The week after the election, when our anxieties about the future of this country were at an all-time high — when high school students were bullying and taunting people of color, when Muslims were literally getting beat on the street, and when hate crimes spiked — I suggested to my wife that capitalism might eventually save us. Trump’s win may have been a symbolic victory for hate, but the American economy runs on sneakers and smart phones, and the generation responsible for fueling that economy is far more diverse than the generation responsible for electing Donald Trump. Trump couldn’t push his agenda on corporate America, because corporate America relies on diverse America to sell its products. That notion was borne out in this year’s Super Bowl ads, many of which sought to strengthen the appeal of brands to diverse America, and it was seen in the mass deletion of Uber accounts during the travel ban, forcing Travis Kalanick, CEO of Uber, to quit Trump’s Strategic and Policy Forum (the Uber brand is now in crisis, compounded by nasty sexual harassment allegations).
Based on the way several companies have distanced themselves from Trump, we know that Trump can be damaging to brands, but we haven’t really seen any hard numbers proving just how damaging Trump is, except maybe in late-night ratings. A few outlets have written this week about Stephen Colbert’s rise in late night, a rise attributed to his resistance to Donald Trump. It’s true, too: Last week, Colbert won every night of the week in overnight ratings; he’s won in overall viewers over The Tonight Show two weeks in a row; and Colbert is closing the gap in 18-49 viewers. Colbert’s ratings are up 33 percent over the same week last year, and it has everything to do with segments like this, from last night, where Colbert suggested that Donald Trump has been “smoking Vladimir Putin’s dick.”
The rise of Colbert is one story — and a positive one for the Stephen Colbert and resistance — but the other story is the fall of Jimmy Fallon. In the fourth quarter of 2015, before the election really got going, The Tonight Show was not only trouncing Colbert on the regular, Fallon was commanding four million viewers a night. As the election began to become the focus of the nation, however, Fallon slowly began to shed viewers until September 15th when late-night arrived at an inflection point after Jimmy Fallon tousled Donald Trump’s hair, helping to normalize the candidate (and I will never forget a news article I saw in the days after the election in which one voters said that he voted for Trump because he saw him on Fallon and said he seemed like a nice guy). In that week in September, Fallon was still whipping Colbert by a million viewers a week.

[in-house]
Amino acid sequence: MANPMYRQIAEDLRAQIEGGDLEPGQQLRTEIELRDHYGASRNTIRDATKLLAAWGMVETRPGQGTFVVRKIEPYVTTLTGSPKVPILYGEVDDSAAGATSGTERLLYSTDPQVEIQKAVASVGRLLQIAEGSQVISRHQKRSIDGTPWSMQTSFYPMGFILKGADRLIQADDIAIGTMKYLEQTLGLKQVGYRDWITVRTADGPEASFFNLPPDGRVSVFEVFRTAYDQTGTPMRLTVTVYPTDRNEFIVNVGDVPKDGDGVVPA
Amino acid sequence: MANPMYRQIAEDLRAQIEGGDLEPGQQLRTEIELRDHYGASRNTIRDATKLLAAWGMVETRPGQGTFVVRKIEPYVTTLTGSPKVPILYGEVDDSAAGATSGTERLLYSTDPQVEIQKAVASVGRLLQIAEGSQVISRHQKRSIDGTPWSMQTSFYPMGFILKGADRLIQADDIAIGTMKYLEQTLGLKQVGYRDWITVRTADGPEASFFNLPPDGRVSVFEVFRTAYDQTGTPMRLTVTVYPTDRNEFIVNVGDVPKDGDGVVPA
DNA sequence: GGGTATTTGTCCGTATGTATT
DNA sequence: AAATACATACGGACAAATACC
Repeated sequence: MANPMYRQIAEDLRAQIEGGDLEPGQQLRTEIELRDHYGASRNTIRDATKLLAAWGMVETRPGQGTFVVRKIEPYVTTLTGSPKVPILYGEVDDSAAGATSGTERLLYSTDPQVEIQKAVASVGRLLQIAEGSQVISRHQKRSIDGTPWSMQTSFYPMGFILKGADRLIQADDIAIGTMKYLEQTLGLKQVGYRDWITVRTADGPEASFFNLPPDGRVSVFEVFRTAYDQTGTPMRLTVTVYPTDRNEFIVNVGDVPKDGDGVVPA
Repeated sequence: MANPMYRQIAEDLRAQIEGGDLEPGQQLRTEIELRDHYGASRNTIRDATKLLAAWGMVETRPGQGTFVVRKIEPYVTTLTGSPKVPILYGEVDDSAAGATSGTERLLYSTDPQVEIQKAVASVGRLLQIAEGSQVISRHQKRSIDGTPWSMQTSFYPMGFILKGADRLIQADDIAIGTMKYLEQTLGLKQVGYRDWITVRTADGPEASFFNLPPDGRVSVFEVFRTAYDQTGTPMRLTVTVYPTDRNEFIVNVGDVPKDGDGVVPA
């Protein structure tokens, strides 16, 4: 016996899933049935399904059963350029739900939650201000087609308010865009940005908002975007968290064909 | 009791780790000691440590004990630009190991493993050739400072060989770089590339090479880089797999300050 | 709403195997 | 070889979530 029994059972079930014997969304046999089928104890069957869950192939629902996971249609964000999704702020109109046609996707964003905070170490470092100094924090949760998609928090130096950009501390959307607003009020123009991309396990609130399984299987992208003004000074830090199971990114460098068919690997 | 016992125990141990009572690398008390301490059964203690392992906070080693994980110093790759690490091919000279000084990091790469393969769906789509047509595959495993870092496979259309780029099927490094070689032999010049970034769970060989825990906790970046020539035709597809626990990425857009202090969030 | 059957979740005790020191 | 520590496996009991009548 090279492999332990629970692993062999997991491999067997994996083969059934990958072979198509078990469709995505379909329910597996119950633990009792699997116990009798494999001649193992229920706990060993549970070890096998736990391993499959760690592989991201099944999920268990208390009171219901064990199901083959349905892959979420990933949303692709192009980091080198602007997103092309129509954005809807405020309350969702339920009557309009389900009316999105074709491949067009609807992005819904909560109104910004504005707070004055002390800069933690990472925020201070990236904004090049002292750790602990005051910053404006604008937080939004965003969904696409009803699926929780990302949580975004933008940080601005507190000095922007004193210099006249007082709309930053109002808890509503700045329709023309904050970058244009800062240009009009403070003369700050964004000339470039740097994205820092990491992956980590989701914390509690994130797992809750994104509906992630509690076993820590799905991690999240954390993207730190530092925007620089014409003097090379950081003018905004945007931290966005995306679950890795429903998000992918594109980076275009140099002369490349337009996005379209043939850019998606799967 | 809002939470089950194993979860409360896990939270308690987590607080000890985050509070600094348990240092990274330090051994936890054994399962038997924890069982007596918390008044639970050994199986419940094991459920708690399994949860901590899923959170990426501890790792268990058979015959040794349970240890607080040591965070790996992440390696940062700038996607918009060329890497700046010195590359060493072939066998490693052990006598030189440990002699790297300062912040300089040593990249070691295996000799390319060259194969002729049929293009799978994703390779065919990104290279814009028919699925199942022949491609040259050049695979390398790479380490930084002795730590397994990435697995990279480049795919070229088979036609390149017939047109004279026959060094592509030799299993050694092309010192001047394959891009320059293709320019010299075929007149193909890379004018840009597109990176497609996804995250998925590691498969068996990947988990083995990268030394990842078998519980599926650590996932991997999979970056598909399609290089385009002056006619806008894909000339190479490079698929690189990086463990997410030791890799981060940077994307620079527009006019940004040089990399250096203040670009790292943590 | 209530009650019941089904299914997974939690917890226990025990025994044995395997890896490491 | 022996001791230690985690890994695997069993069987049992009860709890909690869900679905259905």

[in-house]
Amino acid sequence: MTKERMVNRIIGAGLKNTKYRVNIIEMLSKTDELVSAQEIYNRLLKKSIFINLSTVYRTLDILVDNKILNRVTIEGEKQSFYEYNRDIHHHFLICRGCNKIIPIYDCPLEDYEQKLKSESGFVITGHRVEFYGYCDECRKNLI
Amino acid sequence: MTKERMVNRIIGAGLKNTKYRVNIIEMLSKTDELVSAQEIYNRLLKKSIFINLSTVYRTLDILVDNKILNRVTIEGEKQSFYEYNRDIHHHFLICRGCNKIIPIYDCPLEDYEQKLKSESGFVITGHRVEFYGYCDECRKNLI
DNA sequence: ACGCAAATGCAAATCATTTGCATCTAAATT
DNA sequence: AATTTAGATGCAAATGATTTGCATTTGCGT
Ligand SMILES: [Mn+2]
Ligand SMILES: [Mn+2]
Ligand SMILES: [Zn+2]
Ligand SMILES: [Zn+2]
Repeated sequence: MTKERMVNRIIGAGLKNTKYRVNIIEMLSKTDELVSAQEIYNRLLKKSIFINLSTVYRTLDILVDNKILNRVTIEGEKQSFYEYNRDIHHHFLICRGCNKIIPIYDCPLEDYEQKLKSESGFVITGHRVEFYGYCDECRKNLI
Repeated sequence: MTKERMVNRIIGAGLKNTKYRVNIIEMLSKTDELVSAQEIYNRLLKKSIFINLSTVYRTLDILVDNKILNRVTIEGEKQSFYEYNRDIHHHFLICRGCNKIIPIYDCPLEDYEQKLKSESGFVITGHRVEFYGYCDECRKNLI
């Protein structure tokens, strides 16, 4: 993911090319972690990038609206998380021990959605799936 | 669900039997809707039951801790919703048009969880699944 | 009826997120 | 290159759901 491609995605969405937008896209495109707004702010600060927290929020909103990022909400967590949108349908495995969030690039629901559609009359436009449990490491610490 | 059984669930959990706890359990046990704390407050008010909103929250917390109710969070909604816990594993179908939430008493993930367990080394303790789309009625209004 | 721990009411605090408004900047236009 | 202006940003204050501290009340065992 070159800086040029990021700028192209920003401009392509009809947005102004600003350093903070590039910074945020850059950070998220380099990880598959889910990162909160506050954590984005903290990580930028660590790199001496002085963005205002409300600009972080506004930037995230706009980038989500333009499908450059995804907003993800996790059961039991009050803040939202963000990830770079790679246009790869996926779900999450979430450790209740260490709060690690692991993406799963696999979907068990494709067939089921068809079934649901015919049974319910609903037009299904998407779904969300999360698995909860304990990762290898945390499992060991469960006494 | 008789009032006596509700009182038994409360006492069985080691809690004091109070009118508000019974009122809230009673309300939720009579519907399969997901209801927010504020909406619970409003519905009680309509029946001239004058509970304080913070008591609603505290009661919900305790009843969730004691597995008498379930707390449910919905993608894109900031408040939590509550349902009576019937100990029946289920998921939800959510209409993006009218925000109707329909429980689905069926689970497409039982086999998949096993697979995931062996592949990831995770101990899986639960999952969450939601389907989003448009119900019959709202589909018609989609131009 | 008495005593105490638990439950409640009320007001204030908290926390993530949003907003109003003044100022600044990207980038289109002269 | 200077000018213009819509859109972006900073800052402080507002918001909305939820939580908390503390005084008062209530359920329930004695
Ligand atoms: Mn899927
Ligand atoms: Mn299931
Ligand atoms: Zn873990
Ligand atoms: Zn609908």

Now? Colbert has not only edged ahead, but Fallon — who once commanded 4 million viewers a week — is now down to 2.88 million viewers a week. In other words, since the fourth quarter of 2015, Fallon has lost as many viewers as Stephen Colbert has gained, which is a remarkable shift in late night where viewers are generally entrenched for years and years (just ask Letterman, who spent 20 years in second place).
That shift has everything to do with one man: Donald Trump. Not only is Colbert going after Trump every night, but Fallon continues to treat the President with kid gloves. Even when Fallon does make fun of Trump, he does so broadly and without any bite. Fallon, rightly or wrongly, has been linked to normalization of Donald Trump, and that has, in turn, badly hurt his ratings. Meanwhile, Colbert — who a year ago was fending off rumors that he would be replaced — has now pulled ahead.
The ratings increases of Samantha Bee, Trevor Noah, and Seth Meyers (who maintains a comfortable lead over James Corden) further illustrate that while Trump will remain a divisive figure, where it really matters in America — ratings — Trump is losing. Here’s the thing about the United States of America — for better or worse, there are two things that are bigger than the Presidency: The National Intelligence community and capitalism, the latter of which is a much better reflection of our America than any vote count.